Black and white photograph of family outside storefront

The Yiddish of Yankeeland: The Jews of Boston and America, 1840 – 1924

Seminar
Online
November 2 – November 23, 2021
Live Broadcasts Tuesday Evenings

Presented by Dr. Aaron Welt

This course will explore the Jewish experience of Boston during the era of largescale Jewish immigration to the United States. Long serving as a city of refuge, Boston also emerged as an important hub in the Jewish diaspora to America. By the nineteenth century, Boston offered Jewish immigrants an urban landscape where they could create and build American Jewish culture, start their own businesses, and practice Judaism in the ways they desired. Along the way, Boston’s Jews interacted with the rich diversity of the city, coming into contact with groups they had rarely encountered in Europe; an inevitability in a metropolis with a deep Irish Catholic imprint. This course will consider the religious institutions that Boston’s Jews forged and sustained. We will also delve into New England Jewish artistic and cultural production, how Jews engaged with American politics in Boston, and what this city’s Jewish history can tell us about the general American Jewish experience in a period of diasporic resettlement.

This course includes four 90-minute classes; exclusive access to handouts and recordings of each presentation; and in-depth Q&A sessions with the instructors. This program will be hosted via Zoom. Access information will be sent to participants prior to the first broadcast.

About the Instructor

Aaron Welt

Aaron Welt is an assistant adjunct professor at Hunter College who teaches courses on American Jewish history. He received his PhD in history from New York University, and his research has been published in American Jewish History and The Journal of American Ethnic History. Currently, Dr. Welt is working on a book that explores the role of organized crime in the development of Jewish immigrant capitalism in early 20th-century New York.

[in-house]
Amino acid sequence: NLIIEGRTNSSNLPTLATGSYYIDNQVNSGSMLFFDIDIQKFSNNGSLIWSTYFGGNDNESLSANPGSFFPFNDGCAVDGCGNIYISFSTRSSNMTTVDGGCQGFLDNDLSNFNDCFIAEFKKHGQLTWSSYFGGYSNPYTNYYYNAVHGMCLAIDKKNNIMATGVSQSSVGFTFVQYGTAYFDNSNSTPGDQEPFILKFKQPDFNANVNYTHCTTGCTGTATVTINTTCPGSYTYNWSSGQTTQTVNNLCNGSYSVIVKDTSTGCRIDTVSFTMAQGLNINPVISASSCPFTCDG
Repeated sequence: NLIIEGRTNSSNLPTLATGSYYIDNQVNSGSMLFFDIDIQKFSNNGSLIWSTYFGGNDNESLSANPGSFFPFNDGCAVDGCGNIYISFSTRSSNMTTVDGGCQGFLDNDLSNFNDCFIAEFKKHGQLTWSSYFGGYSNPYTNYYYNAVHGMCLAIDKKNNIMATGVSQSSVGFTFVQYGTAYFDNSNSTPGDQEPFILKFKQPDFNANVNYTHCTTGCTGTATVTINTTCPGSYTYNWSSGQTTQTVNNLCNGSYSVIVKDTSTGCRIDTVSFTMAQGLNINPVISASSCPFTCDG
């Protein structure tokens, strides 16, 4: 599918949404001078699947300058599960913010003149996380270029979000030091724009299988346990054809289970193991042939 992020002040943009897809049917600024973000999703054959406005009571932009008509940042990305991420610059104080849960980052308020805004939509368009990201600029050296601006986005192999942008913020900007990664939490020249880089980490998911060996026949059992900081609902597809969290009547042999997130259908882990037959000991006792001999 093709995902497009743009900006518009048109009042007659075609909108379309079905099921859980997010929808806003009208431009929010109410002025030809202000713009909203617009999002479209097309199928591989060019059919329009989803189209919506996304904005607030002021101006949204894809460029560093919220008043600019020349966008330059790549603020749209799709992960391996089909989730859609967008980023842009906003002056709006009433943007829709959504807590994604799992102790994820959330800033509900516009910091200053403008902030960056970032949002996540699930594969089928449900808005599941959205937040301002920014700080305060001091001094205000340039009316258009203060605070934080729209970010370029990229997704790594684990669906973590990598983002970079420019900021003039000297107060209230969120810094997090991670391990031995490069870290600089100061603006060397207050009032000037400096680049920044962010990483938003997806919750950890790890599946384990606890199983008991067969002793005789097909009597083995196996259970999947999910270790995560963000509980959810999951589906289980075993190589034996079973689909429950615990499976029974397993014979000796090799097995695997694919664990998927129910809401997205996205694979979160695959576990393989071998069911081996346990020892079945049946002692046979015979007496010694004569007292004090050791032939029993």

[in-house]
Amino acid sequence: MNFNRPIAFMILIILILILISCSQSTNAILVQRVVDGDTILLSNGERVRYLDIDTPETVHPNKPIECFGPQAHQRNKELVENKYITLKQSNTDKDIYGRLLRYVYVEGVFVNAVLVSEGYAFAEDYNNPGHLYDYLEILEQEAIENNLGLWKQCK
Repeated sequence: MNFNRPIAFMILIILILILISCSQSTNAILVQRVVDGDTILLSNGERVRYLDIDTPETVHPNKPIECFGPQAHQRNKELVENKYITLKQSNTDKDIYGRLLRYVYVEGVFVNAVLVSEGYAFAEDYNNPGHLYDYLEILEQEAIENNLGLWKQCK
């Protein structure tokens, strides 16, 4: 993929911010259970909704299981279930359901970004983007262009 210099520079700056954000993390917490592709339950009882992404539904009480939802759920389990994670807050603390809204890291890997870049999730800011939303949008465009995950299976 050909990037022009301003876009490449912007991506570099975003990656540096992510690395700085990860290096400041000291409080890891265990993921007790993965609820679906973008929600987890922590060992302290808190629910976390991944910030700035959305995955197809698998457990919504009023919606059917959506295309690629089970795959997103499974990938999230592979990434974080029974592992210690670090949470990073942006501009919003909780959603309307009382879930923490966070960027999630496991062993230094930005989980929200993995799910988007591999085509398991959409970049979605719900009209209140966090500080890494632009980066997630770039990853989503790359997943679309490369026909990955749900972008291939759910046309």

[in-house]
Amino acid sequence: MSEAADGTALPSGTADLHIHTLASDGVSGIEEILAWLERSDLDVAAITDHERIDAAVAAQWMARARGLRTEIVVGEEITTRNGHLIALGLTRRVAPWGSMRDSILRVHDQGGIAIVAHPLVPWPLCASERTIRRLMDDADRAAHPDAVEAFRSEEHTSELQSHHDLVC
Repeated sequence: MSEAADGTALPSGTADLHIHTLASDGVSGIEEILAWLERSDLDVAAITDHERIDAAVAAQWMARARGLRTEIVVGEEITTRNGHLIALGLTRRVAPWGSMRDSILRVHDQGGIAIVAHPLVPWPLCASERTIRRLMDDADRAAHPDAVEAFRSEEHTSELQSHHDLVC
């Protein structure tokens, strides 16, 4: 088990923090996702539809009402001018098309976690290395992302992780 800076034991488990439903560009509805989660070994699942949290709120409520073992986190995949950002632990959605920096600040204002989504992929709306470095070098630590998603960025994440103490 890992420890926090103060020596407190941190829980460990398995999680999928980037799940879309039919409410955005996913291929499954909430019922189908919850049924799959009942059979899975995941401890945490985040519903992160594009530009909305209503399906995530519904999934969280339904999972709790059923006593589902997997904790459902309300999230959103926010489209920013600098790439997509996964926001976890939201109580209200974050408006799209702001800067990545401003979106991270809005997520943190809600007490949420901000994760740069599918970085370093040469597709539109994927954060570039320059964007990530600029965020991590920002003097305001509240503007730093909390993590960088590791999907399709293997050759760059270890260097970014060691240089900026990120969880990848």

November 2 - Class 1: Establishing a Community, 1840–1860
This week we will look into the origins of Boston’s Jewish community and its bedrock institutions. We will also explore general Boston history and compare the early Jewish experience in New England with that of other major urban centers, notably New York.

November 9 - Class 2: Moyshe in New England’s City of Immigrants, 1860–1891
This week will focus on diasporic Jewish culture in Boston as the city became defined by the immigrant experience. We will spend time analyzing Yiddish culture in Boston, and how Jews presented themselves to native-born Americans as well as other immigrants and people of color. This week we will also consider the nativist backlash to Jewish arrival and Boston’s role in the eventual passage of immigration restriction in the early twentieth century.

November 16 - Class 3: Jews and the Boston Machine, 1891–1914
In this week, we will explore Jewish politics in Boston and try to get a sense of how Jewish immigrants made sense of urban electoral politics during the era of largescale migration. In this class, we will pay particular attention to Jewish-Irish relations, on the level of politics and government, but also in people’s neighborhoods and tenement apartments. In this class we will also investigate the rise of Mayor James Michael Curley and his connection to the Jewish community of Boston.

November 23 - Class 4: Jewish Neighborhoods After Immigration: Dorchester and Roxbury, 1914–1924
In our final class, we will look at the Boston neighborhoods most associated with the American Jewish diaspora. We will explore the rich Jewish life that emerged in the neighborhoods of Dorchester and Roxbury in the early twentieth century. Finally, we will consider what these Jewish neighborhoods meant at the end of the era of mass migration, when the Boston’s nativists triumphed with Congressional passage of the immigrant quota system.